Robert Grundy's role and responsibilities as Director of commercial development and licensing
Paul Larsmon :
You're called Director of Commercial Development and Licensing it sounds really obvious what that means, but what exactly is your role?
Robert Grundy:
So my primary responsibility is the commercial development of Almac Discovery , so it's taking it's building the pipeline through management of in-licensing in the first instance but more recently through out-licensing and locating the relevant partners for the projects that we have in there the discovery and development pipeline and trying to find the best ways to move forward commercially so either in-licensing, or co-development, or partnering increasingly there are a number of more flexible ways in which you can move assets forward through to the clinical development, but also there needs to be a sound commercial basis for that, so a lot of risk a tendency to partnering meeting would also when we find the partners negotiating the contracts and making sure that everyone is happy in terms of the commercial basis on which we move the drug discovery and development projects fall into the clinic.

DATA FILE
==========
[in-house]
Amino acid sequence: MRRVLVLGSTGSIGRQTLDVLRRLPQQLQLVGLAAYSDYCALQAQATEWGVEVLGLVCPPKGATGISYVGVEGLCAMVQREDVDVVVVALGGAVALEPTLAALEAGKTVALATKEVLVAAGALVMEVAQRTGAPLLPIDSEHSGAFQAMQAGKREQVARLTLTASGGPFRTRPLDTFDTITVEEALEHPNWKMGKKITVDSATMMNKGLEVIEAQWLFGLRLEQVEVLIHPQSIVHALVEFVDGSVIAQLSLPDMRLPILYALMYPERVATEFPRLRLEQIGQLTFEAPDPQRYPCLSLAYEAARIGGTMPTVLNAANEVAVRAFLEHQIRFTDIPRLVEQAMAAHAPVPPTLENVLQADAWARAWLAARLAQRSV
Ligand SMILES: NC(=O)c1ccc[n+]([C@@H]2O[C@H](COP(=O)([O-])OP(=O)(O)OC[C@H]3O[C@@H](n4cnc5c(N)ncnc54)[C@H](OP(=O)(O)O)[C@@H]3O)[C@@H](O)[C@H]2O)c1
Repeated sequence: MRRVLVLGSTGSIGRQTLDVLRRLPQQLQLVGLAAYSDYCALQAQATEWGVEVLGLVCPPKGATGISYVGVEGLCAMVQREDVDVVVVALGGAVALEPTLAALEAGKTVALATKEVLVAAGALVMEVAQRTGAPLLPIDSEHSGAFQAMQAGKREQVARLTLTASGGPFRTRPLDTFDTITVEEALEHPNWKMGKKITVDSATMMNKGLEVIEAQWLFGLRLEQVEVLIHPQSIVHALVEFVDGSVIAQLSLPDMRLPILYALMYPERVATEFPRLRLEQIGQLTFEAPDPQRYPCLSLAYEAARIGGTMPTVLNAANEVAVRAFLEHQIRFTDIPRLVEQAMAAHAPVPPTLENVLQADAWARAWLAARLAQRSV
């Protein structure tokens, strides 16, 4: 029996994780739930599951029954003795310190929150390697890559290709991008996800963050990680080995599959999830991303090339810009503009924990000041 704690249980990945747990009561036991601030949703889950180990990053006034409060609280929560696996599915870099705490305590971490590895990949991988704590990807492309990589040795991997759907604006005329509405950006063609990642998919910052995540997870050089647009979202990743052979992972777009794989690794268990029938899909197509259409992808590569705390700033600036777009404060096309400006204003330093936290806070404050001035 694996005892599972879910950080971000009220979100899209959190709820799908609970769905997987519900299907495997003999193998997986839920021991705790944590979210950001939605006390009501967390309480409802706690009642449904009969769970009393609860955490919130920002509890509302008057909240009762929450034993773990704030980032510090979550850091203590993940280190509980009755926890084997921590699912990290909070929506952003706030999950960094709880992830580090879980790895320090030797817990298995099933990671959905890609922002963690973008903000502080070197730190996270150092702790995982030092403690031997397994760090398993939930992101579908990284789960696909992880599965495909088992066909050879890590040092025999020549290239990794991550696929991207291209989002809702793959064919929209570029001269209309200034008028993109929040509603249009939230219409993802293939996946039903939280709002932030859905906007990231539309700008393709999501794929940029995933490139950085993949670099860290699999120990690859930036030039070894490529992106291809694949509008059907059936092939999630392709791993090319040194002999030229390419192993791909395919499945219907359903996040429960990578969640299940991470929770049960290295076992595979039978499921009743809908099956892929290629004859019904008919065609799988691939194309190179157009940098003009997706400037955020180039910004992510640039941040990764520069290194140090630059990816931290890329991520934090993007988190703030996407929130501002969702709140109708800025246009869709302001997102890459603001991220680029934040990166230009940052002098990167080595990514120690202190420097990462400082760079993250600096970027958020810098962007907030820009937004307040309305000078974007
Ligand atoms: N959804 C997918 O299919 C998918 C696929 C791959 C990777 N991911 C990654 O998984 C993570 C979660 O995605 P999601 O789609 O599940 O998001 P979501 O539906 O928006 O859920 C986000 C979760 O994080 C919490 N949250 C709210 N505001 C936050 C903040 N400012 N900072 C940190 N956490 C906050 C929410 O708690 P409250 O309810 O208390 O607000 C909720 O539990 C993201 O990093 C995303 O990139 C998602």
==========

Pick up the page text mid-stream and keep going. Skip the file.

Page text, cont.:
Paul Larsmon :
How does a BioPartnering Conference like this work for you?
Robert Grundy:
Always it's vital for us in terms of this key facility for us to interface with the potential partners, there is a lot of drug discovery activity and development activity out there in the world and trying to relate with the right people is gonna be a challenge so when you get the opportunity five, six, seven times a year to come to these events where it's all organized for you and its made very easy for you to interface with the right kind of people that's tremendously important for us. It's important for us particular Almac Discovery because we're based in Northern Ireland which has its advantages but also it means that we are not necessarily in a biotech home such as Cambridge or Oxford and so we need this kind of facility in order to make sure that we are plugged in to the biotech community globally and it works very well for us.
Products in pipeline and project on IBD
Paul Larsmon :
Now you've got a number of drugs in the pipeline, tell us a little bit about them?
Robert Grundy: